Carers or Consumers?
- Women and Enlightenment in 18th-Century Britain by Karen O’Brien
Cambridge, 310 pp, £17.99, March 2009, ISBN 978 0 521 77427 7
In 1779, a Scottish doctor called William Alexander published a two-volume History of Women. Alexander was a man of the Enlightenment who regarded politeness to women as a mark of civilisation. Savages and ‘musselmen’ might treat their women as sexual helots, but a gentleman was solicitous of his womenfolk. Whether women deserved such treatment was another matter. Modern European women were commendably good-hearted, always ‘exerting themselves in acts of benevolence and charity’, but also dissipated and extravagant: ‘Is not the course which you steer in life, almost entirely directed by fashion and pleasure?’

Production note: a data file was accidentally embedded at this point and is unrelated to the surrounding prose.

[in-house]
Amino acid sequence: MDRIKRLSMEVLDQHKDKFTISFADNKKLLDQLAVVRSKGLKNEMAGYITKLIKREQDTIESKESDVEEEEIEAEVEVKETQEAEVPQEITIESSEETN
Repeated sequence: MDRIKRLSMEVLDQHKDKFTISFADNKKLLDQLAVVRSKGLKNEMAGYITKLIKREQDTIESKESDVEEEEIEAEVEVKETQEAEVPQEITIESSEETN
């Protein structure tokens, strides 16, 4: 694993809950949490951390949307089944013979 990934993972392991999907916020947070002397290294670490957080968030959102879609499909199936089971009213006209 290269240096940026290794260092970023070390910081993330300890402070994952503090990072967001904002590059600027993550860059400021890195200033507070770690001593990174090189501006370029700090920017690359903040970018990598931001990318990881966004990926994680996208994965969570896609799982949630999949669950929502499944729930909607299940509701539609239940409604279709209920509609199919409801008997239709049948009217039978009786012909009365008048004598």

You are not logged in
- If you have already registered please login here
- If you are using the site for the first time please register here
- If you would like access to the entire online archive, buy a full-access subscription here
- Institutions or university library users please login here
- Learn more about our institutional subscriptions here
[*] Women, Gender and Enlightenment edited by Sarah Knott and Barbara Taylor (Palgrave, 2005).